Hipmunk launches hotel search, swaps agony for ecstasy
Another development in the still relatively short life of Silicon Valley darling Hipmunk with the unveiling of its hotel search service.
Due for release this week, Hipmunk says it is taking the spirit of the uniqueness of its existing flight search engine and trying to apply it to hotels.
Rather than the grid system used by its air search, hotel search is almost exclusively map-based and initially comes across as a familiar hotels-plotted-on-map interface.
Results are listed in the left-hand navigation and also on the map in the larger window. In a wider view hotels are grouped together until the user zooms in closer.
The so-called Hipmunk-ness of its hotel search comes in a number of ways:
- Search results can be displayed by an “ecstasy” rating (as opposed to its “agony” search for flights), combining the best by price, amenities and user reviews.
- The map can be skinned with a number of layers, indicating via heat map-style colours the concentration of shopping, nightlife, things to do, etc.
Co-founder Adam Goldstein says vacation rental properties will be added into the same stream as search results shortly, courtesy of a feed from AirBNB.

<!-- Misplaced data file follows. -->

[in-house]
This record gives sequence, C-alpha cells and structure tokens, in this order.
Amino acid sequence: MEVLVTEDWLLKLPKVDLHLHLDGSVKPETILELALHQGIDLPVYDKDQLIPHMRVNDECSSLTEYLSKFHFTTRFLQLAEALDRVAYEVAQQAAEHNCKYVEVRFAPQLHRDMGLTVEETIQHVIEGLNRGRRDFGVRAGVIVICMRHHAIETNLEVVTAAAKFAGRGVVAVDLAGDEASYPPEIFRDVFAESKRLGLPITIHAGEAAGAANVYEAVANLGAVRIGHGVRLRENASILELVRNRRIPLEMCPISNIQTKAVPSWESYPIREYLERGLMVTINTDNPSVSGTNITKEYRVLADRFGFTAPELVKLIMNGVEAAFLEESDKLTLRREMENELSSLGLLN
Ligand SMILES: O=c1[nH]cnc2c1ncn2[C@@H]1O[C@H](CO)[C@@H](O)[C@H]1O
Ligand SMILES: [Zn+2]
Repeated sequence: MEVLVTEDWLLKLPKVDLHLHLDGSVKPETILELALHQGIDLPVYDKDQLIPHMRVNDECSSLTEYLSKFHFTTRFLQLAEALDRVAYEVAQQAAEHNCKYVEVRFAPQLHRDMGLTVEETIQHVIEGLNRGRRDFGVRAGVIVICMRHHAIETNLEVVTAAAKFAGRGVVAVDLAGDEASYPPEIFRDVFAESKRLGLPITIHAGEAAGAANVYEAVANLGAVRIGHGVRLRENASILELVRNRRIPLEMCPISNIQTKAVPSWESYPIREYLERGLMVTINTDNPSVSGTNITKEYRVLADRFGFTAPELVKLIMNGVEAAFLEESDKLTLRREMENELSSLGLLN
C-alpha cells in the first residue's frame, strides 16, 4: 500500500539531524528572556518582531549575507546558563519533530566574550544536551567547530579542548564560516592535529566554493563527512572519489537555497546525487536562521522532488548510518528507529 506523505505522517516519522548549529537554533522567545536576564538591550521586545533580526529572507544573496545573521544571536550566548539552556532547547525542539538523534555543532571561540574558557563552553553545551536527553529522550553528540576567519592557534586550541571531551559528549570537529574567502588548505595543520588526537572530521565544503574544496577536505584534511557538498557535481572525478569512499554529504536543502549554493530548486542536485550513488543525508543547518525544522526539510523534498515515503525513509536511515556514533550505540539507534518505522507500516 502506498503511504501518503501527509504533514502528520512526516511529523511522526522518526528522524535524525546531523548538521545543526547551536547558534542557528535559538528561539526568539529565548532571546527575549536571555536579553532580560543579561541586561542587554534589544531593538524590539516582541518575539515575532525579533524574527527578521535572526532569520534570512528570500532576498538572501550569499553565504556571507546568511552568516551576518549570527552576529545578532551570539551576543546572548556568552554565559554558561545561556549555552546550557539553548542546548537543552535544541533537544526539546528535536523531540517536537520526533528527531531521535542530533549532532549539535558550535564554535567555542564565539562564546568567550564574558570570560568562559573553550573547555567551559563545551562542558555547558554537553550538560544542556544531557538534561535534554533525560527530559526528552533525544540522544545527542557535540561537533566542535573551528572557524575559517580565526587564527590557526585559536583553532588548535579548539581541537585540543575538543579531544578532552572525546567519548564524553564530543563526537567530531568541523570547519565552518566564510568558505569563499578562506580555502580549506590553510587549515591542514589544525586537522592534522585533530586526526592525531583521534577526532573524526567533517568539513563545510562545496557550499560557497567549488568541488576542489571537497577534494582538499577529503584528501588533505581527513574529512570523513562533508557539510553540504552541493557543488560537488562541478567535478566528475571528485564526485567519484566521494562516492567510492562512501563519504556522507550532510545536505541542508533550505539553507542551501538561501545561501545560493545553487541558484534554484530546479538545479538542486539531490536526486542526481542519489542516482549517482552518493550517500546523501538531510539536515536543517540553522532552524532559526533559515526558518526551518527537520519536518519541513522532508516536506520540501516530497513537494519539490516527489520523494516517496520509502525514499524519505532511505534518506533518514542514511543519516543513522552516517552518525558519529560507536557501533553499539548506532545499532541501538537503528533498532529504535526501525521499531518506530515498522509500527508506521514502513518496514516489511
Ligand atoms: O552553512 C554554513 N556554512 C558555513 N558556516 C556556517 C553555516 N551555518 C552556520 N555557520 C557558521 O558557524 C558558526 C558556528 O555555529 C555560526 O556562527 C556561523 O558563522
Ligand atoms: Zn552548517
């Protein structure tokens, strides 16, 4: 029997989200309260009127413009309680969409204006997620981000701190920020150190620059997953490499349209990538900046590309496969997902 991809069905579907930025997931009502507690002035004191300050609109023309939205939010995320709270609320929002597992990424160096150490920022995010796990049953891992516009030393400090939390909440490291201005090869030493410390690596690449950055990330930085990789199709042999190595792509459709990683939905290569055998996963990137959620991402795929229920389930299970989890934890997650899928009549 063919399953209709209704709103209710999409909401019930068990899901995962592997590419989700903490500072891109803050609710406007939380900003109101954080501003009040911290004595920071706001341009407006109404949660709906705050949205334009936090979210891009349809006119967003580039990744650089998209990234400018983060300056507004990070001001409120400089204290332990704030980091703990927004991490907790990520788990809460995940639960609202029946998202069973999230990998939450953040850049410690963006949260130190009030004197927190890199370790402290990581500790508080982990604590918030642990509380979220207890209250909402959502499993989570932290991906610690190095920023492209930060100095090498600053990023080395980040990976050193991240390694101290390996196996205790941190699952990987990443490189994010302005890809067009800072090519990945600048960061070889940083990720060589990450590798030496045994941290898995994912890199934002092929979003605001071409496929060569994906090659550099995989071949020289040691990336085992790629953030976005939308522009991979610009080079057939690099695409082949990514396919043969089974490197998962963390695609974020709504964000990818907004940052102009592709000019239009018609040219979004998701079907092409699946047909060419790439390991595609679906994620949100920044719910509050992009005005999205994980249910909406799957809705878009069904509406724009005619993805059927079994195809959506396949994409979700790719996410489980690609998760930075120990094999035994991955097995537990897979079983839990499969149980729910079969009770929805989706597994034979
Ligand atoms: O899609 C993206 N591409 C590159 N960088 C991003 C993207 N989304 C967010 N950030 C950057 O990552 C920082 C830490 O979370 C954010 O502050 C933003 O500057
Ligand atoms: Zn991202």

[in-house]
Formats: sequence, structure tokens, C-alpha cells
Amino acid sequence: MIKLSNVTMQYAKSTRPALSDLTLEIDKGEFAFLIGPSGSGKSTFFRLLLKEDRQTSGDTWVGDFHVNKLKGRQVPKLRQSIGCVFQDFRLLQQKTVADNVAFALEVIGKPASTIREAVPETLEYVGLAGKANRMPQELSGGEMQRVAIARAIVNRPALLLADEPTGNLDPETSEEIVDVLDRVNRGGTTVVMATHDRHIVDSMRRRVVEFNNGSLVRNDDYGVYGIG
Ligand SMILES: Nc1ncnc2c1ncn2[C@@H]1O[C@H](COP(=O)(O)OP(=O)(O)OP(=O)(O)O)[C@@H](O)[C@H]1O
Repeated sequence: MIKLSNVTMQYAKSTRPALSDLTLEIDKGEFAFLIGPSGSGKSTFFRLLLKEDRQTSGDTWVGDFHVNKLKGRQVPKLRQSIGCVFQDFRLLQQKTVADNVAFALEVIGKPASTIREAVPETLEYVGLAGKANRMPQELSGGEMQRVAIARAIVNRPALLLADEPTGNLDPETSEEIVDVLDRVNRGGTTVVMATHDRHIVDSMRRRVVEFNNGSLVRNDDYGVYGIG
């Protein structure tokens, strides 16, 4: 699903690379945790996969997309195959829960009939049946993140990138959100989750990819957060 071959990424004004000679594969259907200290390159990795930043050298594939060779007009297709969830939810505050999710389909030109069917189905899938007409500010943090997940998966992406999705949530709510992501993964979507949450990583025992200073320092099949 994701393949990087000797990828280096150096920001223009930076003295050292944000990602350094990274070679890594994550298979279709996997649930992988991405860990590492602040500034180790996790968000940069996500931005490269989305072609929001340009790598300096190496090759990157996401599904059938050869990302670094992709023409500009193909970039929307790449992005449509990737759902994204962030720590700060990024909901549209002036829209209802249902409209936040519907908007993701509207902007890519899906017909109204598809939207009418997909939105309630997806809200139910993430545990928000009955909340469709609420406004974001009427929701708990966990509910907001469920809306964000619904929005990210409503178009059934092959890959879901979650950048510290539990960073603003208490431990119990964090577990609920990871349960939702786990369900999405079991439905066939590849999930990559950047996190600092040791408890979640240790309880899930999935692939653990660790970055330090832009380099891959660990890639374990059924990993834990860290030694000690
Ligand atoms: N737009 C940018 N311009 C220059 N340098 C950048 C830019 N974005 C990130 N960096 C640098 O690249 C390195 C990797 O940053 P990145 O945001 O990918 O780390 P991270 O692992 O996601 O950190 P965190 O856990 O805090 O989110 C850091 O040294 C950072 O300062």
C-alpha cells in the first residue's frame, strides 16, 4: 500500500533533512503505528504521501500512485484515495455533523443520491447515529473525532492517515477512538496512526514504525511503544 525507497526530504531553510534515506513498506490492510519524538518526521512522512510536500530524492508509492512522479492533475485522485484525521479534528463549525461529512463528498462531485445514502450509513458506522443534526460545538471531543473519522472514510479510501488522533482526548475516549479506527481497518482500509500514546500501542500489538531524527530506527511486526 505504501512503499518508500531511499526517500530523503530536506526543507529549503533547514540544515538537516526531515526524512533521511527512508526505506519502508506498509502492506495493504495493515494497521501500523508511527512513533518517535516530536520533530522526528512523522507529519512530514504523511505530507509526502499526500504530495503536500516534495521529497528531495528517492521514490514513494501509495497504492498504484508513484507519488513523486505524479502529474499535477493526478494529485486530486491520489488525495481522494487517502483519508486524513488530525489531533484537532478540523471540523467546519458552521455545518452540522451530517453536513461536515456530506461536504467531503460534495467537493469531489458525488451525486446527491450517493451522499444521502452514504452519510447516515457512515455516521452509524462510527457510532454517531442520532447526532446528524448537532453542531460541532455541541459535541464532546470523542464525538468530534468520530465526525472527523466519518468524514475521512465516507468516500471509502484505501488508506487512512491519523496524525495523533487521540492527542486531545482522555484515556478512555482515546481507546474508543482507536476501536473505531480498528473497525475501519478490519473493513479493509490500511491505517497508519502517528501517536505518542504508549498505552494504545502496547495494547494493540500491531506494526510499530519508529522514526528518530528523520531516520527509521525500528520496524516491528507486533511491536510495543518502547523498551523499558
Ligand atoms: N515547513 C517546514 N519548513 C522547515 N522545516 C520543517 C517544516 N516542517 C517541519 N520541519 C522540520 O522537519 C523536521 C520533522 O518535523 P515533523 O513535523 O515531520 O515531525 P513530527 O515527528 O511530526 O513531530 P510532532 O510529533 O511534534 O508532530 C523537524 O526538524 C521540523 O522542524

Although the site is still aimed at US travellers, hotel search widens the travel options for visitors immediately, Goldstein says. Additional currencies beyond the existing dollars are expected to be added in the coming months.
The unveiling of hotel search comes six months after the high profile launch of its air search product (boosted from Orbitz affiliate model to full QPX integration through ITA Software in November). The company’s first smartphone application launched last week for the iPhone.
Kevin May is editor and a co-founder of Tnooz. He was previously editor of UK-based magazine Travolution for nearly four years and web editor of Media Week UK from 2003 to 2005.
He has also worked in regional newspapers (Essex Enquirer) and started his career in journalism at the Police Gazette at New Scotland Yard in London. He has a degree in criminology and a postgraduate diploma in magazine journalism.